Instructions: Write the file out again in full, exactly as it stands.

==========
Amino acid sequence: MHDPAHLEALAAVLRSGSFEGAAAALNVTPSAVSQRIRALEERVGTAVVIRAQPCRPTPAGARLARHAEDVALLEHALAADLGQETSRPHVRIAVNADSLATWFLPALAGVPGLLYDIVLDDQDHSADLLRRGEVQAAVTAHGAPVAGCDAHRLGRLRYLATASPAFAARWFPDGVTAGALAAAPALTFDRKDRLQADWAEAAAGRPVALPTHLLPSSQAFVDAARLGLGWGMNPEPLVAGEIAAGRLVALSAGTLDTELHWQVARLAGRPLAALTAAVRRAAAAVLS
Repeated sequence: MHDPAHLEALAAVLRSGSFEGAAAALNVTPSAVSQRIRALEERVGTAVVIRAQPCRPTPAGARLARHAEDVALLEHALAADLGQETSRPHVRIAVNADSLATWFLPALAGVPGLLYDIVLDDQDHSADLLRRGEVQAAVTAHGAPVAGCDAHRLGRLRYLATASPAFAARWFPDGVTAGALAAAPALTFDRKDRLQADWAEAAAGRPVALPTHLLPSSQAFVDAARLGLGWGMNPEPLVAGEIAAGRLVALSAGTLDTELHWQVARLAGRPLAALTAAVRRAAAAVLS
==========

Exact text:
Amino acid sequence: MHDPAHLEALAAVLRSGSFEGAAAALNVTPSAVSQRIRALEERVGTAVVIRAQPCRPTPAGARLARHAEDVALLEHALAADLGQETSRPHVRIAVNADSLATWFLPALAGVPGLLYDIVLDDQDHSADLLRRGEVQAAVTAHGAPVAGCDAHRLGRLRYLATASPAFAARWFPDGVTAGALAAAPALTFDRKDRLQADWAEAAAGRPVALPTHLLPSSQAFVDAARLGLGWGMNPEPLVAGEIAAGRLVALSAGTLDTELHWQVARLAGRPLAALTAAVRRAAAAVLS
Repeated sequence: MHDPAHLEALAAVLRSGSFEGAAAALNVTPSAVSQRIRALEERVGTAVVIRAQPCRPTPAGARLARHAEDVALLEHALAADLGQETSRPHVRIAVNADSLATWFLPALAGVPGLLYDIVLDDQDHSADLLRRGEVQAAVTAHGAPVAGCDAHRLGRLRYLATASPAFAARWFPDGVTAGALAAAPALTFDRKDRLQADWAEAAAGRPVALPTHLLPSSQAFVDAARLGLGWGMNPEPLVAGEIAAGRLVALSAGTLDTELHWQVARLAGRPLAALTAAVRRAAAAVLS